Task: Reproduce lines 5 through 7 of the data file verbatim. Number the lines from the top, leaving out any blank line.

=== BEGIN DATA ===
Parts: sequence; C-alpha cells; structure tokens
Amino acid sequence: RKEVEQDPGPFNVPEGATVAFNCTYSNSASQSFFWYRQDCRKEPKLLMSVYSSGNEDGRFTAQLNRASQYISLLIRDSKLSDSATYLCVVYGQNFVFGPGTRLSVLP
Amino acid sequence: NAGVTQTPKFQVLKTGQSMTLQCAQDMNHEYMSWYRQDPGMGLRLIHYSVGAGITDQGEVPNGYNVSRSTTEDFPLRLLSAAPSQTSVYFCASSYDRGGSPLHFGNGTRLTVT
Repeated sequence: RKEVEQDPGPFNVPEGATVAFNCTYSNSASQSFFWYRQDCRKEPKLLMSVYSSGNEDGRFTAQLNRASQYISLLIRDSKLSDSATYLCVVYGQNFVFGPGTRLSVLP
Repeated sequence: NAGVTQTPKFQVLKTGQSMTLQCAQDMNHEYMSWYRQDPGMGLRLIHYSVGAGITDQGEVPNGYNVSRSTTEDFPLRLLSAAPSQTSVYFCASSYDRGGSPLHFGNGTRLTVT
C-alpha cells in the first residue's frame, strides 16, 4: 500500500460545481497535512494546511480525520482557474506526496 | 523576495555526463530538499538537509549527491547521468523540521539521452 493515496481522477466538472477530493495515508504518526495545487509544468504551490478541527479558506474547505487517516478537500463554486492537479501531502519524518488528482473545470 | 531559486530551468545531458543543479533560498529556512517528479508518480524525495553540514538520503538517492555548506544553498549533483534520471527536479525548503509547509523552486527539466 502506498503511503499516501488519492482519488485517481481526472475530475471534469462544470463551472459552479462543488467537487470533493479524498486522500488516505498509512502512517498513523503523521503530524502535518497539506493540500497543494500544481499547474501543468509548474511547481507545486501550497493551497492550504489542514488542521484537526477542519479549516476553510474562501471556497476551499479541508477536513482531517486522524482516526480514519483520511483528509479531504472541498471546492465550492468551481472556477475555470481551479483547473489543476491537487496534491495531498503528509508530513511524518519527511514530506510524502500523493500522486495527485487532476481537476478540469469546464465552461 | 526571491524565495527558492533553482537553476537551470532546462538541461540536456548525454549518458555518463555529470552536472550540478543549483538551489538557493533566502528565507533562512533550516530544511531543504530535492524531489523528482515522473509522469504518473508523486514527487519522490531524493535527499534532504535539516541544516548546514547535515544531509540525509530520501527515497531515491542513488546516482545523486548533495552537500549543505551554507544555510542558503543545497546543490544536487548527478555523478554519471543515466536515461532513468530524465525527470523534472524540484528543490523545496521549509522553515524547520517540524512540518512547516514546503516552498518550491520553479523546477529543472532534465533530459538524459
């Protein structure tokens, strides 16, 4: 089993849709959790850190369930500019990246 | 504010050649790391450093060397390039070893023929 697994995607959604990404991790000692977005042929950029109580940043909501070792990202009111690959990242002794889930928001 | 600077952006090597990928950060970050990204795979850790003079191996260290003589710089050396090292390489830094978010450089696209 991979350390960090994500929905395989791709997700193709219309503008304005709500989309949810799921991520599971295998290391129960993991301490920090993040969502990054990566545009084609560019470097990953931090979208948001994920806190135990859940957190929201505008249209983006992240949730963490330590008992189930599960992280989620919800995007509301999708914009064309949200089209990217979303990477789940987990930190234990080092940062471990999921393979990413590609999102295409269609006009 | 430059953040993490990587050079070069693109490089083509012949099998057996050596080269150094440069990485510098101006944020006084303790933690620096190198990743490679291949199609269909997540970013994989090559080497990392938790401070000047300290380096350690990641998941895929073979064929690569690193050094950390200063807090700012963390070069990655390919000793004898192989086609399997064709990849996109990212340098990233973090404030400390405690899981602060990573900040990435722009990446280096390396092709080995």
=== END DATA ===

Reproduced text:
Repeated sequence: NAGVTQTPKFQVLKTGQSMTLQCAQDMNHEYMSWYRQDPGMGLRLIHYSVGAGITDQGEVPNGYNVSRSTTEDFPLRLLSAAPSQTSVYFCASSYDRGGSPLHFGNGTRLTVT
C-alpha cells in the first residue's frame, strides 16, 4: 500500500460545481497535512494546511480525520482557474506526496 | 523576495555526463530538499538537509549527491547521468523540521539521452 493515496481522477466538472477530493495515508504518526495545487509544468504551490478541527479558506474547505487517516478537500463554486492537479501531502519524518488528482473545470 | 531559486530551468545531458543543479533560498529556512517528479508518480524525495553540514538520503538517492555548506544553498549533483534520471527536479525548503509547509523552486527539466 502506498503511503499516501488519492482519488485517481481526472475530475471534469462544470463551472459552479462543488467537487470533493479524498486522500488516505498509512502512517498513523503523521503530524502535518497539506493540500497543494500544481499547474501543468509548474511547481507545486501550497493551497492550504489542514488542521484537526477542519479549516476553510474562501471556497476551499479541508477536513482531517486522524482516526480514519483520511483528509479531504472541498471546492465550492468551481472556477475555470481551479483547473489543476491537487496534491495531498503528509508530513511524518519527511514530506510524502500523493500522486495527485487532476481537476478540469469546464465552461 | 526571491524565495527558492533553482537553476537551470532546462538541461540536456548525454549518458555518463555529470552536472550540478543549483538551489538557493533566502528565507533562512533550516530544511531543504530535492524531489523528482515522473509522469504518473508523486514527487519522490531524493535527499534532504535539516541544516548546514547535515544531509540525509530520501527515497531515491542513488546516482545523486548533495552537500549543505551554507544555510542558503543545497546543490544536487548527478555523478554519471543515466536515461532513468530524465525527470523534472524540484528543490523545496521549509522553515524547520517540524512540518512547516514546503516552498518550491520553479523546477529543472532534465533530459538524459
């Protein structure tokens, strides 16, 4: 089993849709959790850190369930500019990246 | 504010050649790391450093060397390039070893023929 697994995607959604990404991790000692977005042929950029109580940043909501070792990202009111690959990242002794889930928001 | 600077952006090597990928950060970050990204795979850790003079191996260290003589710089050396090292390489830094978010450089696209 991979350390960090994500929905395989791709997700193709219309503008304005709500989309949810799921991520599971295998290391129960993991301490920090993040969502990054990566545009084609560019470097990953931090979208948001994920806190135990859940957190929201505008249209983006992240949730963490330590008992189930599960992280989620919800995007509301999708914009064309949200089209990217979303990477789940987990930190234990080092940062471990999921393979990413590609999102295409269609006009 | 430059953040993490990587050079070069693109490089083509012949099998057996050596080269150094440069990485510098101006944020006084303790933690620096190198990743490679291949199609269909997540970013994989090559080497990392938790401070000047300290380096350690990641998941895929073979064929690569690193050094950390200063807090700012963390070069990655390919000793004898192989086609399997064709990849996109990212340098990233973090404030400390405690899981602060990573900040990435722009990446280096390396092709080995």